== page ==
The spice trade significantly influences Sri Lanka's cooking. Many of Mount Lavinia's spices come from Sri Lanka and Italy whilst some are purchased from specialist shops around Barcelona. Sri Lanka's exotic cuisine is inspired by several different ethnicities, resulting from quite a few periods of colonization-blending indigenous ingredients and cooking techniques with influences from Portuguese, Dutch, Indonesian, Malay, and a host of other world food traditions.

Mount Lavinia's Supper Club (or curry corner, as Faraaj likes to call it) depends on his ability to shop and cook the food personally to ensure quality. "This is something I could never do in a restaurant. Not only do I bring people together at my dinner table, I educate them. I open their eyes and taste buds to a whole new experience; in short I bring Sri Lanka to Barcelona".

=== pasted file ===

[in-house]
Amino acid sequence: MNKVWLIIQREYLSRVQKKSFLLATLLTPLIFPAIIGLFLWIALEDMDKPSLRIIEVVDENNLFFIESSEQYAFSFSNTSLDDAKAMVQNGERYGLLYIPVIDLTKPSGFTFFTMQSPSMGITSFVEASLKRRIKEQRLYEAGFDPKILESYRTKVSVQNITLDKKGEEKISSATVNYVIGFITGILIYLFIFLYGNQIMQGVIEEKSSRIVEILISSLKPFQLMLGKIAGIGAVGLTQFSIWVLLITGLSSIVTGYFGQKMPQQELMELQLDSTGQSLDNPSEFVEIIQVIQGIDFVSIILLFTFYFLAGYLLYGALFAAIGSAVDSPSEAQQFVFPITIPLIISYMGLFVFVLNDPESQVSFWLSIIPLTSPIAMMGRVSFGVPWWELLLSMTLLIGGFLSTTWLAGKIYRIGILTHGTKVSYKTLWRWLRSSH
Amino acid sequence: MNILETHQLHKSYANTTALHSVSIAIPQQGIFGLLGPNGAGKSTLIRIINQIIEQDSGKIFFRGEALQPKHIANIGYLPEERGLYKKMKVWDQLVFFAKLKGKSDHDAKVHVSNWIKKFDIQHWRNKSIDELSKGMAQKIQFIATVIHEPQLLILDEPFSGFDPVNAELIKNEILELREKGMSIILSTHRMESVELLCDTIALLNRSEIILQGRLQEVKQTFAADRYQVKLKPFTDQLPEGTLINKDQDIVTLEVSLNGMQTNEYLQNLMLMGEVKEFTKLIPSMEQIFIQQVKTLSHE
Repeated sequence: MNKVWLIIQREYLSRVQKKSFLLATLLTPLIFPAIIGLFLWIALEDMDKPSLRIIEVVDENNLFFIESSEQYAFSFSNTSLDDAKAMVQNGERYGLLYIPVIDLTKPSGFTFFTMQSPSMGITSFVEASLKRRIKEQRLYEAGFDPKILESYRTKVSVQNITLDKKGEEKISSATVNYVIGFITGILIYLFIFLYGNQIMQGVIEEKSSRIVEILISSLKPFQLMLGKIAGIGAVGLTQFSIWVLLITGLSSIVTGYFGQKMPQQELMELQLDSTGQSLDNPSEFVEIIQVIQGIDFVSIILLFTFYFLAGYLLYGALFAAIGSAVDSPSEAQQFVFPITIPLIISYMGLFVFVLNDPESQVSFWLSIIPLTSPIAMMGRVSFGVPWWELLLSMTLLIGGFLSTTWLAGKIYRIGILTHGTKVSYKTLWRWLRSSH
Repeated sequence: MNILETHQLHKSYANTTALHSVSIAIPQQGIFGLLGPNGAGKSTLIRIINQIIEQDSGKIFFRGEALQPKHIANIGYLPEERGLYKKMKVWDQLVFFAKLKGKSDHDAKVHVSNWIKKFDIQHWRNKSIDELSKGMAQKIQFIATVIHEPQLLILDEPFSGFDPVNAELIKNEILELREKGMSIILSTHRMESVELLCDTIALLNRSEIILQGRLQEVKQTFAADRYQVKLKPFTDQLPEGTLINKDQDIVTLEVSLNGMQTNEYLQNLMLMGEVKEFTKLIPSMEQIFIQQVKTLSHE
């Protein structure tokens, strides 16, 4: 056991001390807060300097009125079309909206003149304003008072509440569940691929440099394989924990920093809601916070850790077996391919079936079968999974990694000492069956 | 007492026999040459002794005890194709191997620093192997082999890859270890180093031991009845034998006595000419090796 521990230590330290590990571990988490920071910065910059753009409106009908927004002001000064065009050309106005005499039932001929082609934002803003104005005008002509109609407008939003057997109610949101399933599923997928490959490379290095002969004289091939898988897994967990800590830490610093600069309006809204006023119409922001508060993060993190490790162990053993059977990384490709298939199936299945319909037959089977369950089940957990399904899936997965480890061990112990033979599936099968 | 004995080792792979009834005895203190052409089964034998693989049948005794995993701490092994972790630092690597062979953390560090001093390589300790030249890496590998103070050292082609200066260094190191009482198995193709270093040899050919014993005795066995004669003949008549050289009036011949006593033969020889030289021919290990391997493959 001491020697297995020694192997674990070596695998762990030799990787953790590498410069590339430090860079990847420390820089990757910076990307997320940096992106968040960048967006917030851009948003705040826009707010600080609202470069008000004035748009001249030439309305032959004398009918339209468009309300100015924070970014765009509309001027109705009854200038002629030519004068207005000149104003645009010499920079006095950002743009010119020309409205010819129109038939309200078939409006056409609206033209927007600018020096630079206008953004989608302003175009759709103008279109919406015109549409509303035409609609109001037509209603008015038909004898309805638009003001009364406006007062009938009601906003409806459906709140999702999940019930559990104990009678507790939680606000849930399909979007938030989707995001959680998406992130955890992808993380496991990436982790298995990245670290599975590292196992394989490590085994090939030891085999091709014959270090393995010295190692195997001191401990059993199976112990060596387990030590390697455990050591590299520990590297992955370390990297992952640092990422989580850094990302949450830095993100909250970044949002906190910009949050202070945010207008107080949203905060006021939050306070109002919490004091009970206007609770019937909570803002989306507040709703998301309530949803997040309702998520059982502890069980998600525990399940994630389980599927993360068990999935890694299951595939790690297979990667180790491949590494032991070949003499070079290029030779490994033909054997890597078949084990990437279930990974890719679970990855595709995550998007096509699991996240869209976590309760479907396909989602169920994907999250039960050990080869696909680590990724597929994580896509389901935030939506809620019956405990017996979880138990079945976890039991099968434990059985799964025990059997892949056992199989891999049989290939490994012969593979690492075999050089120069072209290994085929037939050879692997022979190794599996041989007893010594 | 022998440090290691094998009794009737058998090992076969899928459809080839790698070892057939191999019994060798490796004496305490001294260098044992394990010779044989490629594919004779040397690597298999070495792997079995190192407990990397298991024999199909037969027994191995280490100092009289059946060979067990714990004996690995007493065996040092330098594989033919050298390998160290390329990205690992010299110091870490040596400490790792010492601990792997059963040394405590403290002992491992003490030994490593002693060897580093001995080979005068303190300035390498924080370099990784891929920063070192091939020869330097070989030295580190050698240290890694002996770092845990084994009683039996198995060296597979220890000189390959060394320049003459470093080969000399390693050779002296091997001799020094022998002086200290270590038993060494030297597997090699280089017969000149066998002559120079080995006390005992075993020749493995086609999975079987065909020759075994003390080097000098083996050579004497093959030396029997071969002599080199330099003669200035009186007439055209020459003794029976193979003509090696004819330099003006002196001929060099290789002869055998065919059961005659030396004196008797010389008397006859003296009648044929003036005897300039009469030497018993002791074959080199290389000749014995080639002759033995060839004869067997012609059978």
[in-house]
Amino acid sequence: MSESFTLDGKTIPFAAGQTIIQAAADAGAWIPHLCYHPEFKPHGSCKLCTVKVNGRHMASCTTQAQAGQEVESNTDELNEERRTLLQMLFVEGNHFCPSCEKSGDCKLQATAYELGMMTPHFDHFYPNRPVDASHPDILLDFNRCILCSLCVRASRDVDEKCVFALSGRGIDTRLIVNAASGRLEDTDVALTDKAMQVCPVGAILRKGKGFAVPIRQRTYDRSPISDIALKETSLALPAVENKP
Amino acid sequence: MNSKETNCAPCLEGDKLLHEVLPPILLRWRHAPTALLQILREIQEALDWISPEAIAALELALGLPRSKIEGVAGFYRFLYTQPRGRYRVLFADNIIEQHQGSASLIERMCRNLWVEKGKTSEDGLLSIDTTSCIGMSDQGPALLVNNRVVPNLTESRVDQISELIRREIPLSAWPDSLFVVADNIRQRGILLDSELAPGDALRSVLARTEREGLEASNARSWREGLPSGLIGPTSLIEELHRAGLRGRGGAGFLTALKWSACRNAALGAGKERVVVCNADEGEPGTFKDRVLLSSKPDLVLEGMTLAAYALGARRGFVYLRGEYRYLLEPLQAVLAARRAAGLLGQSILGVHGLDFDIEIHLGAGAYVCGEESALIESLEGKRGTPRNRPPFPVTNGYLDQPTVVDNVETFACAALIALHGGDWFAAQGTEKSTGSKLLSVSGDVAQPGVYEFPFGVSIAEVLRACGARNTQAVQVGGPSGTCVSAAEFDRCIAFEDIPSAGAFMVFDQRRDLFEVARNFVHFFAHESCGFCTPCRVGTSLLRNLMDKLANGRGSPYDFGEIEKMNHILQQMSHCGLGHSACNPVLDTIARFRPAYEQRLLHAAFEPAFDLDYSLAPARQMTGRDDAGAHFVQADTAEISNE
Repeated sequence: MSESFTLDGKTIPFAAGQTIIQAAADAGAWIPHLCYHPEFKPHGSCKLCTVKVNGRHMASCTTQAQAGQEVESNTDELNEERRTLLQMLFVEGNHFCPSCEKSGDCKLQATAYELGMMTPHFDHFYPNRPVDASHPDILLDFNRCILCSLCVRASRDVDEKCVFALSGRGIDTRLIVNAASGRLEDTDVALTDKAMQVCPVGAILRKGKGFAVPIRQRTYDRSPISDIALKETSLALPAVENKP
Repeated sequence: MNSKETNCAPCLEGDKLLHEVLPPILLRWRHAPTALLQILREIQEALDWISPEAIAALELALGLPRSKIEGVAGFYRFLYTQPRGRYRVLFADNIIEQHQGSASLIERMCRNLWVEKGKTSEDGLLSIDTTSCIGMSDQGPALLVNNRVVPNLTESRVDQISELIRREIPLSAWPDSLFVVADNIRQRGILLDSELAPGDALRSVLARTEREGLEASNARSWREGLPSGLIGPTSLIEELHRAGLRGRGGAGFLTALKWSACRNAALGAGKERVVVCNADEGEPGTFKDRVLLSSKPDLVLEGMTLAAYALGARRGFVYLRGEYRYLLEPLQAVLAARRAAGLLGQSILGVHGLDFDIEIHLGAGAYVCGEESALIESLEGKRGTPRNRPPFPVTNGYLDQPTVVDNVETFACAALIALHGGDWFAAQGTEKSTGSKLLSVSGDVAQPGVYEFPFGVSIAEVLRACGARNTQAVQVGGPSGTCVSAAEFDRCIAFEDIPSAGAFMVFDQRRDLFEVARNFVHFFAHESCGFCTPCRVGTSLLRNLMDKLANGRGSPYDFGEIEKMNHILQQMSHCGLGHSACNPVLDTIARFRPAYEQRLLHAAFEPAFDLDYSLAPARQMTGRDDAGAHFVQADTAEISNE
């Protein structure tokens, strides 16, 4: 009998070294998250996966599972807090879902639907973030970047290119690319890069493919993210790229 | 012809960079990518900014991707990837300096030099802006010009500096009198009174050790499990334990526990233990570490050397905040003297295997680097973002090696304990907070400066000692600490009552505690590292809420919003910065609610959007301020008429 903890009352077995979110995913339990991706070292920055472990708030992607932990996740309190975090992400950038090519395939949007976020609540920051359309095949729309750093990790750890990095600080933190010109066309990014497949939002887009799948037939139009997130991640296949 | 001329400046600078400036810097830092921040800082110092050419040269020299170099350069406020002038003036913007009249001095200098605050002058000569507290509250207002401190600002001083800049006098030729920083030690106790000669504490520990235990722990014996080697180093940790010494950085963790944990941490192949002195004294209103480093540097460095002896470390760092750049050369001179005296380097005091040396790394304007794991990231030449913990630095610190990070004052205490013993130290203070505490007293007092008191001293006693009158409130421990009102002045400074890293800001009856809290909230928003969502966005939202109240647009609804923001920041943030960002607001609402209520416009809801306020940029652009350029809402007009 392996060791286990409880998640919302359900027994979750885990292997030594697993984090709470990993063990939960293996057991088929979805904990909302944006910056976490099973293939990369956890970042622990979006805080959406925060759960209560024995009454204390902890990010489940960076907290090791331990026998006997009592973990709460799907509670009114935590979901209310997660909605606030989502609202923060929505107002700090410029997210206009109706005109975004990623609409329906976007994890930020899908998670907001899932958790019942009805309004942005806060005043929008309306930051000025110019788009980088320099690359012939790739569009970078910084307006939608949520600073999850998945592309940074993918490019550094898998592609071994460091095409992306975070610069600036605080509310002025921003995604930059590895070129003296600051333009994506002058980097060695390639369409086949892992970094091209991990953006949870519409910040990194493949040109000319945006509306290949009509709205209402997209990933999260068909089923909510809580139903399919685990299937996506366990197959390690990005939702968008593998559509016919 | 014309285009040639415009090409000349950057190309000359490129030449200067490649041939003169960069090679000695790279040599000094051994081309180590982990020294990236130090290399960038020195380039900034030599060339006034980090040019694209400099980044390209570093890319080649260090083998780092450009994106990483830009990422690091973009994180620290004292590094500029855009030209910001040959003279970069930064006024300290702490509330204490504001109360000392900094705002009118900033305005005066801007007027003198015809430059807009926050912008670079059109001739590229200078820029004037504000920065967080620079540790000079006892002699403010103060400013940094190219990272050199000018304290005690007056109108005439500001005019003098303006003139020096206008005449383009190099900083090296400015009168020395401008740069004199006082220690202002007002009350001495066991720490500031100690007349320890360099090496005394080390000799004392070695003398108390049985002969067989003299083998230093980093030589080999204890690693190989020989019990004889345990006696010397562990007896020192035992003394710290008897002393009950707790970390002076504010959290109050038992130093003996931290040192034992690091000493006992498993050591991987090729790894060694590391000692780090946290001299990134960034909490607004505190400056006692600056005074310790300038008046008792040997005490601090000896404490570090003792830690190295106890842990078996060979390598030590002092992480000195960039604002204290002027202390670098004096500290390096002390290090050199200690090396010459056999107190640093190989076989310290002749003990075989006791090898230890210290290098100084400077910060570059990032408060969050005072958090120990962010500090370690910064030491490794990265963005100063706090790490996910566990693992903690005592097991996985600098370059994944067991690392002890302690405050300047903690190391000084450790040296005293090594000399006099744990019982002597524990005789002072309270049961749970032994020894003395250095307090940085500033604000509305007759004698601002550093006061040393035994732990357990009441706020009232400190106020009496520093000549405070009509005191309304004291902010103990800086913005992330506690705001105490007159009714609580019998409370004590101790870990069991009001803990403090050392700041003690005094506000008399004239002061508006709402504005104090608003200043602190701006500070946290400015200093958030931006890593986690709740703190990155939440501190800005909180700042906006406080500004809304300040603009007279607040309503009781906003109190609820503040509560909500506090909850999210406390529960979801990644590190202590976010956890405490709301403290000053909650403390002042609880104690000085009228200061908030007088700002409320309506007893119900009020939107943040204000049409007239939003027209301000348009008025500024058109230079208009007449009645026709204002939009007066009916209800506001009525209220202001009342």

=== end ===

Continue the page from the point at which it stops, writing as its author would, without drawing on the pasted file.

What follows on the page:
The very idea of it brings to mind the separation of food preparation and art. "Cooking, for me, is painting a picture. I could never allow anybody else to pick up my paints and easel and take over". He prides himself on maintaining high standards. Meats and vegetables are sought out and shopped at La Boquieria or El Mercat de San Antoni. Every ingredient is meticulously researched. Preparation and execution from the market to the table are deeply personal things for Faraaj, and crucial for Mount Lavinia.

His Supper Club menu consists of beef or chicken cooked on a slow fire with a mix of ginger, coconut milk and a base of curry with coriander seeds ground and toasted.

Tuna cooked in a mix of tamarind, ginger, vinegar, sugar and black pepper mildly baked in a banana leaf. Chili crab-a Sri Lankan delicacy-cooked in an onion sauce. Red split lentil dhal cooked in coconut milk with turmeric.

Aubergine baked in cubes and stewed with a sour sauce and spices. Yellow rice garnished with cashews and fried onions. Finally, the Sri Lankan favorite, Pol Sambole, a grated coconut mixture with onions, chopped green chilies, and lime with red-hot chili powder.